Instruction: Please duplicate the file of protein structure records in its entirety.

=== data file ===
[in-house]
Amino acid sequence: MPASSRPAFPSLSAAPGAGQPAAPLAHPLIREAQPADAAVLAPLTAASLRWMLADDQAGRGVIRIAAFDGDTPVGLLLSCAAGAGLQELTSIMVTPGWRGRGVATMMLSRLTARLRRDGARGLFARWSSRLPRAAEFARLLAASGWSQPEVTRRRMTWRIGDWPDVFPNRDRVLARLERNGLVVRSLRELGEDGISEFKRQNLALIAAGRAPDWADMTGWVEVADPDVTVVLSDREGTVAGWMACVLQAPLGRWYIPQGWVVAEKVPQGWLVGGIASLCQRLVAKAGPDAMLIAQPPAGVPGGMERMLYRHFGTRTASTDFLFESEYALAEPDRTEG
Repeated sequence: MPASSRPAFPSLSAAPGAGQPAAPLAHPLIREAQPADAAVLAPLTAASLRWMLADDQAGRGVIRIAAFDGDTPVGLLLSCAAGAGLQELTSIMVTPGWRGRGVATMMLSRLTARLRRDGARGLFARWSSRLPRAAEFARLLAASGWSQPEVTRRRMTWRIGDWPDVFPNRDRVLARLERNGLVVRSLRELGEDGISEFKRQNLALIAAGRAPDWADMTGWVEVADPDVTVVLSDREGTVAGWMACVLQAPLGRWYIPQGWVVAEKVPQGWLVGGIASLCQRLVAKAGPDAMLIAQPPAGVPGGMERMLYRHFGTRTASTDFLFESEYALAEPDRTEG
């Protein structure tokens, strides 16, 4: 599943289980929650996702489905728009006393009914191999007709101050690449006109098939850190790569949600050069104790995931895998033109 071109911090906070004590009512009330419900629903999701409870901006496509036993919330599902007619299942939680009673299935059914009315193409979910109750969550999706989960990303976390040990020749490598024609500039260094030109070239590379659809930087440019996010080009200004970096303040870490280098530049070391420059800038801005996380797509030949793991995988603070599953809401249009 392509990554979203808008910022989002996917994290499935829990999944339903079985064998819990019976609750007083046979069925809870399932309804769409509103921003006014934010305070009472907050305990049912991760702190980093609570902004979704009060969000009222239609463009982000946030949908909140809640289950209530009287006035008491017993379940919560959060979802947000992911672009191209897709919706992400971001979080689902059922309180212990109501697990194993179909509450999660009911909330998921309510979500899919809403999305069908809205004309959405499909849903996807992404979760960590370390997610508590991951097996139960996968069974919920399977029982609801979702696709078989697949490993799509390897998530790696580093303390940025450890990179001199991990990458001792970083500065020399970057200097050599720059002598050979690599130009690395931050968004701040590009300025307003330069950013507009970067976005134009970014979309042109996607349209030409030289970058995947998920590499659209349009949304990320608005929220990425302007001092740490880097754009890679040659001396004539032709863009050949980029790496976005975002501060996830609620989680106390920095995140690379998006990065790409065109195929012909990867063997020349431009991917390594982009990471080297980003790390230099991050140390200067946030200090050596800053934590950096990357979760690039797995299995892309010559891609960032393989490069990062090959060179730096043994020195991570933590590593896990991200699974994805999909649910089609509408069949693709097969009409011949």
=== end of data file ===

[in-house]
Amino acid sequence: MPASSRPAFPSLSAAPGAGQPAAPLAHPLIREAQPADAAVLAPLTAASLRWMLADDQAGRGVIRIAAFDGDTPVGLLLSCAAGAGLQELTSIMVTPGWRGRGVATMMLSRLTARLRRDGARGLFARWSSRLPRAAEFARLLAASGWSQPEVTRRRMTWRIGDWPDVFPNRDRVLARLERNGLVVRSLRELGEDGISEFKRQNLALIAAGRAPDWADMTGWVEVADPDVTVVLSDREGTVAGWMACVLQAPLGRWYIPQGWVVAEKVPQGWLVGGIASLCQRLVAKAGPDAMLIAQPPAGVPGGMERMLYRHFGTRTASTDFLFESEYALAEPDRTEG
Repeated sequence: MPASSRPAFPSLSAAPGAGQPAAPLAHPLIREAQPADAAVLAPLTAASLRWMLADDQAGRGVIRIAAFDGDTPVGLLLSCAAGAGLQELTSIMVTPGWRGRGVATMMLSRLTARLRRDGARGLFARWSSRLPRAAEFARLLAASGWSQPEVTRRRMTWRIGDWPDVFPNRDRVLARLERNGLVVRSLRELGEDGISEFKRQNLALIAAGRAPDWADMTGWVEVADPDVTVVLSDREGTVAGWMACVLQAPLGRWYIPQGWVVAEKVPQGWLVGGIASLCQRLVAKAGPDAMLIAQPPAGVPGGMERMLYRHFGTRTASTDFLFESEYALAEPDRTEG
């Protein structure tokens, strides 16, 4: 599943289980929650996702489905728009006393009914191999007709101050690449006109098939850190790569949600050069104790995931895998033109 071109911090906070004590009512009330419900629903999701409870901006496509036993919330599902007619299942939680009673299935059914009315193409979910109750969550999706989960990303976390040990020749490598024609500039260094030109070239590379659809930087440019996010080009200004970096303040870490280098530049070391420059800038801005996380797509030949793991995988603070599953809401249009 392509990554979203808008910022989002996917994290499935829990999944339903079985064998819990019976609750007083046979069925809870399932309804769409509103921003006014934010305070009472907050305990049912991760702190980093609570902004979704009060969000009222239609463009982000946030949908909140809640289950209530009287006035008491017993379940919560959060979802947000992911672009191209897709919706992400971001979080689902059922309180212990109501697990194993179909509450999660009911909330998921309510979500899919809403999305069908809205004309959405499909849903996807992404979760960590370390997610508590991951097996139960996968069974919920399977029982609801979702696709078989697949490993799509390897998530790696580093303390940025450890990179001199991990990458001792970083500065020399970057200097050599720059002598050979690599130009690395931050968004701040590009300025307003330069950013507009970067976005134009970014979309042109996607349209030409030289970058995947998920590499659209349009949304990320608005929220990425302007001092740490880097754009890679040659001396004539032709863009050949980029790496976005975002501060996830609620989680106390920095995140690379998006990065790409065109195929012909990867063997020349431009991917390594982009990471080297980003790390230099991050140390200067946030200090050596800053934590950096990357979760690039797995299995892309010559891609960032393989490069990062090959060179730096043994020195991570933590590593896990991200699974994805999909649910089609509408069949693709097969009409011949």